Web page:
Spud Cannon didn’t think it would make it to a third album. The band also didn’t think it was going to stay together after a particularly rough stretch of touring. However, fate or the universe or maybe just the longing nestled inside people who need to be making music with each other brought the group back together. The result: “Good Kids Make Bad Apples,” Spud’s third album, to be released on June 25.
Spud Cannon was formed at Vassar in 2016 and is composed of a firecracker group of spunky, talented musicians—Meg Matthews ’20 (lead vocals), Lucy Horgan ’20 (bass), Ben Scharf ’22 (drums) [Disclaimer: Scharf is the Live Events Chairperson for The Miscellany News], Jackson Walker Lewis ’19 (guitar) and Arianna Bowe ’20 (keys). I met up with the band on an unfortunately cold and rainy May afternoon and quickly felt pulled into their laid-back, easygoing conversation. This is the story of how the quintet found themselves in the Vassar Squash courts this summer, sleep-deprived, sweaty and ready to make a record.
Why the squash courts? The obvious answer: The courts were free. The space also provided resonance and a large, all-encompassing sound, perfect for recording an album. Really, though, breaking into the squash courts was fitting for the band’s narrative: “A lot of people cut spud cannons out of PVC pipes, and we like to do everything ourselves—get our hands dirty,” described Horgan. Lewis noted, “[T]he idea of it became interesting. Like, not boring. It was like we’re gonna have to sneak in, it’s gonna be this overnight thing, it’s gonna be such a pain in the ass.” Scharf added, “Everything about the recording process was both haphazard and illicit…including, you know, whatever substances we had to take to stay up all night. It’d be like 10 p.m. to like 7 a.m.—I’d drive home to Massachusetts with the sunrise. But I don’t think I’d have it any other way.”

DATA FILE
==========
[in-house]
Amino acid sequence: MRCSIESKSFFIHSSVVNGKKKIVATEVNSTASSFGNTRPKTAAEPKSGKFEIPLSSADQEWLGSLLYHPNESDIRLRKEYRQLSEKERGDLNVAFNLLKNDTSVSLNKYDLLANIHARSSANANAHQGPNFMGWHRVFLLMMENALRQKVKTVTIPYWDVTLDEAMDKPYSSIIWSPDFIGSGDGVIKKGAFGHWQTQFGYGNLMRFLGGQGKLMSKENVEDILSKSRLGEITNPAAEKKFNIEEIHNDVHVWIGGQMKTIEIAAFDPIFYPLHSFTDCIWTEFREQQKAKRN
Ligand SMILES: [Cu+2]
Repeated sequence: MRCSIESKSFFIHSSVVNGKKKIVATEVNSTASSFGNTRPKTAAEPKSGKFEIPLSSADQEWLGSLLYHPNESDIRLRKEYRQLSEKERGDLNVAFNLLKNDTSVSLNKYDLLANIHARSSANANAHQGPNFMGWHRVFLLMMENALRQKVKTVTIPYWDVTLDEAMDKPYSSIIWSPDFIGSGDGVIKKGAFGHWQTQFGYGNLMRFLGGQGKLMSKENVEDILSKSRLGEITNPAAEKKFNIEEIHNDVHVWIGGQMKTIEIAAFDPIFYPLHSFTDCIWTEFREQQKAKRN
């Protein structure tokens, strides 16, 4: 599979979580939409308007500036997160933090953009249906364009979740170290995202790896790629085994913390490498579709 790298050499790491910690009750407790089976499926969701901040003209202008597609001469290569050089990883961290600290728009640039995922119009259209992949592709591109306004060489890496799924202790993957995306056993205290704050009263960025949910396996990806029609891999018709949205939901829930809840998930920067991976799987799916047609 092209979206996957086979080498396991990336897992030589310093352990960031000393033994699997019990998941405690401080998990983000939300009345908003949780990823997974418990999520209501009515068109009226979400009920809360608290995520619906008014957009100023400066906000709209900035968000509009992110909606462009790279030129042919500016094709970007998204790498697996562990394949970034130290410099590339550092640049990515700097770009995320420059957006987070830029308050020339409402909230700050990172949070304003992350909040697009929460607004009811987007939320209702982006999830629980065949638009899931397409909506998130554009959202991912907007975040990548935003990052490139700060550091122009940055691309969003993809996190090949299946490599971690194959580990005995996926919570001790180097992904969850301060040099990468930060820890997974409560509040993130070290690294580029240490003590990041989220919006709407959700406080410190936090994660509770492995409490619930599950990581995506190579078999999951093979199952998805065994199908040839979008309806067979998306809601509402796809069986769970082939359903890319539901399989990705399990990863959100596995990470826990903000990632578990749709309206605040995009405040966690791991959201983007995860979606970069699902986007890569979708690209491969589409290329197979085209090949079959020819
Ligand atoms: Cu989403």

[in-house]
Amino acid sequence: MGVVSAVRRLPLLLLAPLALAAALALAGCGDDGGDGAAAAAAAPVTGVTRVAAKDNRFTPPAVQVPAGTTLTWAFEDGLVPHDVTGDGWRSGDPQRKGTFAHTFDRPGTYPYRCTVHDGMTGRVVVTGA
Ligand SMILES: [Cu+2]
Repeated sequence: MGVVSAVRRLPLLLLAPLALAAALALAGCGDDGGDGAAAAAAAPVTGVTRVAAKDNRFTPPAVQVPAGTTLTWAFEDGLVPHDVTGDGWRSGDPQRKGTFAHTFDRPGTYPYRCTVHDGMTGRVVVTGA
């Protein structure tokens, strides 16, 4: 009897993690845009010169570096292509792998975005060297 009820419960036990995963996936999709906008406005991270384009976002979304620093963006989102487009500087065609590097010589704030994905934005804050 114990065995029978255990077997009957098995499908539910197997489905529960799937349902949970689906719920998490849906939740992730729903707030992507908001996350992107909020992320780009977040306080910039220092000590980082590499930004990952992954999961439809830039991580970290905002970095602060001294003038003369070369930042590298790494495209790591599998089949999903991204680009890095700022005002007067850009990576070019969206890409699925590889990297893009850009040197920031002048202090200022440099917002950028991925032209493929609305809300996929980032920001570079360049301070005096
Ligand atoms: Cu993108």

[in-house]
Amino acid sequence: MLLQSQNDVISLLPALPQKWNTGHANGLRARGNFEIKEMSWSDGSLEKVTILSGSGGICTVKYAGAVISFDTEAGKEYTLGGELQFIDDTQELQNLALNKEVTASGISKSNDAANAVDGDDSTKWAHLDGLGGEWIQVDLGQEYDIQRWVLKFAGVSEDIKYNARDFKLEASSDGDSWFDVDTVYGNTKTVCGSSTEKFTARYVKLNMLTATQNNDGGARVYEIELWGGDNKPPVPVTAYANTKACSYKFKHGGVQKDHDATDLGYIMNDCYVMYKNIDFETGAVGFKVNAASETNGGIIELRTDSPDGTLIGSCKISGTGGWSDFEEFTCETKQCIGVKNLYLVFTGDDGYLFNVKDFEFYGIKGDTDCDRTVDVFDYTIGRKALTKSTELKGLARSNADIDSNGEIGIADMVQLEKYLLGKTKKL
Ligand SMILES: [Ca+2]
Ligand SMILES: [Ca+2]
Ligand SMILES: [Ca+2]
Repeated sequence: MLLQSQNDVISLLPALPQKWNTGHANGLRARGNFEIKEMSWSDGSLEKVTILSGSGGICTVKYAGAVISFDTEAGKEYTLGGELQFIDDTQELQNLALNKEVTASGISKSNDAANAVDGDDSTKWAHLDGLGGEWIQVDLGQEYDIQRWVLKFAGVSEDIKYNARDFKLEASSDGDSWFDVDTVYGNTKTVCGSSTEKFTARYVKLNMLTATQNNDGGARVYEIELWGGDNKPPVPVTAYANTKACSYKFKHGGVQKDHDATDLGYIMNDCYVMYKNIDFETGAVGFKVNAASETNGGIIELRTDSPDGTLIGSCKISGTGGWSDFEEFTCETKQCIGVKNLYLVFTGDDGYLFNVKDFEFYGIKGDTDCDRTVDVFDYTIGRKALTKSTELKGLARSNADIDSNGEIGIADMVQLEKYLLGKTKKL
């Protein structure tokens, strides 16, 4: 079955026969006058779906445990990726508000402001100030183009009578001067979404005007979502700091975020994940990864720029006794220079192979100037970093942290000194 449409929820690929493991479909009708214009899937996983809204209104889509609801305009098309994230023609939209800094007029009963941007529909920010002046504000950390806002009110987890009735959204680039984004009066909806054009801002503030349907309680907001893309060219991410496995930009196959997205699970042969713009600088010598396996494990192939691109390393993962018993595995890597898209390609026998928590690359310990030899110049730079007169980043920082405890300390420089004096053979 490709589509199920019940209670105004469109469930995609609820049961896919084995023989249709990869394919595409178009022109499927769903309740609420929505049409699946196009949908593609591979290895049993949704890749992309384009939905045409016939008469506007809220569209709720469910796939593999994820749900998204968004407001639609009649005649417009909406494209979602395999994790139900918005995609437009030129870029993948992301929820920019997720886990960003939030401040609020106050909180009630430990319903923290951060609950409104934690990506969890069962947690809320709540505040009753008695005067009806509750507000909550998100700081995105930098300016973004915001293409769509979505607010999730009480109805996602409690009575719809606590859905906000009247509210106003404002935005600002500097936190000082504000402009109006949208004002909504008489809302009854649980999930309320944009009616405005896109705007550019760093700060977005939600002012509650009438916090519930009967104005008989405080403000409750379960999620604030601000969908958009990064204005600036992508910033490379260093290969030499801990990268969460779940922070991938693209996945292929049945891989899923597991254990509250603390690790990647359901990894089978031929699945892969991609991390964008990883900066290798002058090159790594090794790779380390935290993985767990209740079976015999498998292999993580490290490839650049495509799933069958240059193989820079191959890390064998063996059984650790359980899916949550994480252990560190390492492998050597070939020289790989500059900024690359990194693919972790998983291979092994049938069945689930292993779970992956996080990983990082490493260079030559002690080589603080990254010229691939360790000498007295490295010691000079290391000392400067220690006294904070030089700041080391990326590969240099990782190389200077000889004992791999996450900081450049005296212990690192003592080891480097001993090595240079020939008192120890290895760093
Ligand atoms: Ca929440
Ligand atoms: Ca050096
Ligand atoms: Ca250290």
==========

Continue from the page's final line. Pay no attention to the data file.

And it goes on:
After finding each other again, Spud needed to re-find its sound— the squash courts proved to be the perfect place to do so. Spud Cannon is a Vassar band after all, and a defining aspect of Vassar culture is sneaking into restricted places. It’s also significant that the band returned to Vassar despite the fact that four out of its five members have graduated. Vassar is where Spud was born and, through recording the third album, where it was born again.
This time around, the band felt less pressure when working on the record. Lewis explained, “The stakes felt so low when we were writing for this album. It felt like nobody cared, you know what I mean? Because we had done two albums and the second album—I think it was a miss, kind of a miss of an album, and some of the touring was rough. And we just felt like the stakes are so low—who cares? Nobody cares.” Bowe added, “[L]ike our first album, there’s a ‘fuck it’ kind of energy … I think that translates well for us because that’s what our whole schtick has been.”
Spud Cannon’s sound is fun. It’s “we-don’t-take-ourselves-too-seriously-and-neither-should-you.” Uninhibited. A return to the band’s root desire: “[A]ll we ever wanted to do was play parties,” said Lewis. “And make people dance,” added Horgan. “That’s what it’s all about—the movement.”